LONDON — As travelers board flights to Ireland and Northern Ireland for the Christmas holiday, they are finding themselves in the company of fliers toting a message on their luggage tags about the journey women on the island must make to have an abortion.
The white luggage tags — sold by an organization based in London, where Irish women often travel to receive the procedure — bear the message: “HEALTHCARE NOT AIRFARE #Reapealthe8th #TrustWomen.”
The tags refer to the Eighth Amendment to Ireland’s Constitution, which in 1983 banned abortion in nearly all cases and committed the nation to the principle that a pregnant woman and her fetus have an “equal right to life.”
But next year, Ireland is expected to vote in a referendum that could give the government the freedom to each restrictions on abortion.
When the London-Irish Abortion Rights Campaign offered the luggage tags online more than a week ago, it sold 250 in the first 48 hours, it said. By Thursday evening, it had sold 550 of the tags for three pounds, or $4, each, plus shipping costs. The organization says it will donate the money to the support group Terminations for Medical Reasons Ireland.
Travelers who snapped them up were sharing their support online.
“Purchased!” Sarah Walsh posted on Twitter. “Unfortunately still needed, until we secure out basic human rights.”
Abortions are allowed in Northern Ireland only if a woman’s life is at risk or there is a permanent or serious risk to her physical or mental health. Earlier this year, the British government agreed to fund abortions in England for women from Northern Ireland.
The London-Irish Abortion Rights Campaign said it seized the opportunity to spark a conversation about the fact that women must leave the island to have abortions in countries like Britain and the Netherlands.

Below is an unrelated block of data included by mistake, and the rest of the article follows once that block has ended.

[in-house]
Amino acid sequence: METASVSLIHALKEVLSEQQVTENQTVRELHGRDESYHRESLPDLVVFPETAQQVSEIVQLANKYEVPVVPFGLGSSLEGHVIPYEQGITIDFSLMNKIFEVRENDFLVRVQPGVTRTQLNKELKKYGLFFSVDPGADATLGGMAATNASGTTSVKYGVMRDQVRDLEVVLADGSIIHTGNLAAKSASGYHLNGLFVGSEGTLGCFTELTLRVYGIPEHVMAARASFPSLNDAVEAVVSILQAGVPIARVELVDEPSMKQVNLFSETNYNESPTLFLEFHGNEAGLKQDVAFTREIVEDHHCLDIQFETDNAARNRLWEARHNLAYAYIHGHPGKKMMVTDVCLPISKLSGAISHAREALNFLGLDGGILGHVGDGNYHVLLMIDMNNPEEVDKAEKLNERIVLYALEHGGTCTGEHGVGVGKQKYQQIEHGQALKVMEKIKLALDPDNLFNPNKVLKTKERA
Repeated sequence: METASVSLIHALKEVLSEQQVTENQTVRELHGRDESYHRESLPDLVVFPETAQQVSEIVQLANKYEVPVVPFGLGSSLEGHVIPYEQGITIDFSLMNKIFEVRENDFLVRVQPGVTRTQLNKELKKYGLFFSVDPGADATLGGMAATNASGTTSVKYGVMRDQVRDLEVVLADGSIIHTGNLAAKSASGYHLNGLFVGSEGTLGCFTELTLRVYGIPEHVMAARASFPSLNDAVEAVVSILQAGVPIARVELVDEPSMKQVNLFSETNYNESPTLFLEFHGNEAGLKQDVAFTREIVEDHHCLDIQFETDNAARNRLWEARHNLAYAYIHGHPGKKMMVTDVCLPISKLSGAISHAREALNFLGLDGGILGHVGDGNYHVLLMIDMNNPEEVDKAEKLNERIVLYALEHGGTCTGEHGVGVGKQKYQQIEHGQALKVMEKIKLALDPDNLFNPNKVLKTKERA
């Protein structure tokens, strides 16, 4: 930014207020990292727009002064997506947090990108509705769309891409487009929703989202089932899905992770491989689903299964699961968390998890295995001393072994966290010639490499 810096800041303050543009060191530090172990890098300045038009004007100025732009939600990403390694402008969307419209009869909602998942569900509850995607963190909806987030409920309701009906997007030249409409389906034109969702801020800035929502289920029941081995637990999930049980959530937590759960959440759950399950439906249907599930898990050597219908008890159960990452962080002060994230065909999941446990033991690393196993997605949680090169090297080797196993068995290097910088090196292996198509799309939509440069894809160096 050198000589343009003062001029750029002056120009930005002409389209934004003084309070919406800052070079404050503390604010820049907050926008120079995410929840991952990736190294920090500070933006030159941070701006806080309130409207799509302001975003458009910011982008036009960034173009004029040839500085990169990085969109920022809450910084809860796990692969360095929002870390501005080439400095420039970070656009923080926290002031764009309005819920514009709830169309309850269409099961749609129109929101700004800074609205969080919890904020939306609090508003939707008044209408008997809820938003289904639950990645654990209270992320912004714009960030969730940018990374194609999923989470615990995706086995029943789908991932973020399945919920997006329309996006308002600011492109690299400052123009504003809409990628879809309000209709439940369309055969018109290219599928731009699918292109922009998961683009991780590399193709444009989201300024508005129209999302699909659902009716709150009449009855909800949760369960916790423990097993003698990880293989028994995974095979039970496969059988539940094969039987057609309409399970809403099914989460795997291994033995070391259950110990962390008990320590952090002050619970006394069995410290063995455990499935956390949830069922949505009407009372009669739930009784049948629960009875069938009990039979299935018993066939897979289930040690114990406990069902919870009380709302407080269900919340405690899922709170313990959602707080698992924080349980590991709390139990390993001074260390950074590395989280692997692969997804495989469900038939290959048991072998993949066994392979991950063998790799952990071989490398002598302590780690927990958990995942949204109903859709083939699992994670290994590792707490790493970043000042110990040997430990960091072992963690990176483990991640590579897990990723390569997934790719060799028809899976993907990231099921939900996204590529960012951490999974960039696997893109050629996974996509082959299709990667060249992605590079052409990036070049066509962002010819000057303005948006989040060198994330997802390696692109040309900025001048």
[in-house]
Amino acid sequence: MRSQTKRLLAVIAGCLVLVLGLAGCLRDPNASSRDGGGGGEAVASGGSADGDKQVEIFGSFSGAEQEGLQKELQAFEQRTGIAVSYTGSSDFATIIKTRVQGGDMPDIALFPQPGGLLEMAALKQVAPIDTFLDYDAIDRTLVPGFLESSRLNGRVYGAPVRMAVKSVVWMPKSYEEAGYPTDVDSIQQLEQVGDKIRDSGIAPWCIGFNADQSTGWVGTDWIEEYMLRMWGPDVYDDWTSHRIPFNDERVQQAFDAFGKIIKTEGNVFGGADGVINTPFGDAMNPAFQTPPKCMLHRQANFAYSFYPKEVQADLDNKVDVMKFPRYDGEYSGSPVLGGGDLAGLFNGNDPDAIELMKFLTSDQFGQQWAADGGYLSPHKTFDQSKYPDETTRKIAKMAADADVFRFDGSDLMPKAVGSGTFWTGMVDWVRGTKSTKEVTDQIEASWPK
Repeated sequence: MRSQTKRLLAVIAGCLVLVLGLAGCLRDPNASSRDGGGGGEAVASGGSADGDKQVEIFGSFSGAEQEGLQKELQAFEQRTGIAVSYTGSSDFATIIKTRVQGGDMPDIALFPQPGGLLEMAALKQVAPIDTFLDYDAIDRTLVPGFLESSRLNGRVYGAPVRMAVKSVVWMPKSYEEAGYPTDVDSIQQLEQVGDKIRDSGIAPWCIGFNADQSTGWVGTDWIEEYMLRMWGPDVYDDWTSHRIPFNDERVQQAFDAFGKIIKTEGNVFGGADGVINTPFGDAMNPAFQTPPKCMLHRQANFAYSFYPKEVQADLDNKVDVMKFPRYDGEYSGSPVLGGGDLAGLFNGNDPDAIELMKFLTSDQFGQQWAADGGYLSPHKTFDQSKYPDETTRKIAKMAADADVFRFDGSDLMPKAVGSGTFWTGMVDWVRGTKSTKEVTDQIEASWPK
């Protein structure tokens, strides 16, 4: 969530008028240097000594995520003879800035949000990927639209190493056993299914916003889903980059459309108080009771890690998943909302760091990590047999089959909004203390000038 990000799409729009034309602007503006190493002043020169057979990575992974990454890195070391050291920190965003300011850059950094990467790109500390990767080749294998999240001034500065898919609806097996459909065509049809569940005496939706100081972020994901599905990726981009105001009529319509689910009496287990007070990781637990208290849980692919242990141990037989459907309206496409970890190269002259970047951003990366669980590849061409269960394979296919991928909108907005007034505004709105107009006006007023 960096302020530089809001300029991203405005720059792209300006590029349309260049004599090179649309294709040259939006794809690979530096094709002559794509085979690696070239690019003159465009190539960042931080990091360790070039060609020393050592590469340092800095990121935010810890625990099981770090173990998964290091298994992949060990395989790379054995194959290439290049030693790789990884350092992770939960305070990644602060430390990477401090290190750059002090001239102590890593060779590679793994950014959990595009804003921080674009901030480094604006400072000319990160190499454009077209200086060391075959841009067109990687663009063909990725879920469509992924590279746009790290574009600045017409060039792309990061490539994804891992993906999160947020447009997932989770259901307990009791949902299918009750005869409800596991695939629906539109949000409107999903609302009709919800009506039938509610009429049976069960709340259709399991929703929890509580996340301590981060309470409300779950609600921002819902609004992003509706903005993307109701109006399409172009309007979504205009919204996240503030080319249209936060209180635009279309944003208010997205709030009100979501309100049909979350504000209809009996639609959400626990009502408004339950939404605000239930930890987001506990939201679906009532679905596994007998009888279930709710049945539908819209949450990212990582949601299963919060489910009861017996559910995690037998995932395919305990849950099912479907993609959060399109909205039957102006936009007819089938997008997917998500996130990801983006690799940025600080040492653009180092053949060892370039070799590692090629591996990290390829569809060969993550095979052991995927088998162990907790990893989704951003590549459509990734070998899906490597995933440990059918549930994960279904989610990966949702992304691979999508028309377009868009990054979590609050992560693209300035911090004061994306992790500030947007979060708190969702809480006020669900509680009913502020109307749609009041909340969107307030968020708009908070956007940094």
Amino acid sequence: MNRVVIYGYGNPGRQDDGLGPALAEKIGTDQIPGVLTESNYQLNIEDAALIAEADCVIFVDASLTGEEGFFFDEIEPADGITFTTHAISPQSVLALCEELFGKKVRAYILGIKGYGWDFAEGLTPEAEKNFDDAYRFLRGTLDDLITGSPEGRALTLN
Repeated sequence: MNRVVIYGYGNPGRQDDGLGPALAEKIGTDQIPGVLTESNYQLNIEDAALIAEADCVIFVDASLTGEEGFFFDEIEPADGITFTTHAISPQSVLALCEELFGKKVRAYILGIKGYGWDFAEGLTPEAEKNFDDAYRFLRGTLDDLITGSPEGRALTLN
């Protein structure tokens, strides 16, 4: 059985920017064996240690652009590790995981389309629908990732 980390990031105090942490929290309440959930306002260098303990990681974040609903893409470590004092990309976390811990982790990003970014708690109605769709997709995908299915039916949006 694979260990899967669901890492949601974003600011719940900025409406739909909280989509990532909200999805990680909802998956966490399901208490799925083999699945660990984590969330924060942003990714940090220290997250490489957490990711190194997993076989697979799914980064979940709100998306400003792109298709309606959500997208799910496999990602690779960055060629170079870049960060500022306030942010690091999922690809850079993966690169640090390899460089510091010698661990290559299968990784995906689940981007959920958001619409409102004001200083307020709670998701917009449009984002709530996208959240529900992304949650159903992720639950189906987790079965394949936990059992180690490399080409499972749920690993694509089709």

“If somebody is on that flight going through a really difficult decision and forced to travel, they can see a really visible sign of support,” said Hannah Little, an organizer for the group, who came up with the idea.
Figures from Britain’s National Health Service showed that more than 3,400 women gave Irish addresses when they visited British abortion clinics in 2015.
“It’s weird that when we go home for Christmas, we have less rights than in our adopted country,” said Cara Sanquest, another organizer for the London-based campaign.
Public opinion has turned against the Eighth Amendment after cases like that of a 14-year-old rape victim who was prevented from traveling to Britain for an abortion in 1992, and that of Savita Halappanavar. Ms. Halappanavar’s repeated requests to terminate her pregnancy were refused after she learned that her 17-week-old fetus would not live.
She died of sepsis after miscarrying in a Galway hospital in 2012.
“Thinking of all the women who have to travel, hopefully the last Christmas they’ll have to,” Fiona McEvoy said on Twitter.
“At Stansted heading home for Christmas thinking about the 11 Irish women every day forced to make the same journey bc governments across Ireland refuse to legislate for health care at home,” said another Twitter user, Caitlin de Jode.
Kate Stephanie, 24, a psychotherapy and counseling student at Roehampton University in London, bought one of the luggage tags for herself and a few extra as Christmas presents for family members before she returned home on Wednesday.
“We’re still secretive as a nation and don’t want to talk about uncomfortable things,” Ms. Stephanie said by telephone on Friday. But she hoped that the luggage tags would, indeed, spark some conversation.
“I definitely got a few looks at it and people were nudging and point at it,” she said.
This, she hoped, would lead to a change in the law. “The amendment’s saying, we don’t trust you,” she said. “It’s heartbreaking for a nation to say we don’t trust you to make the right decision.”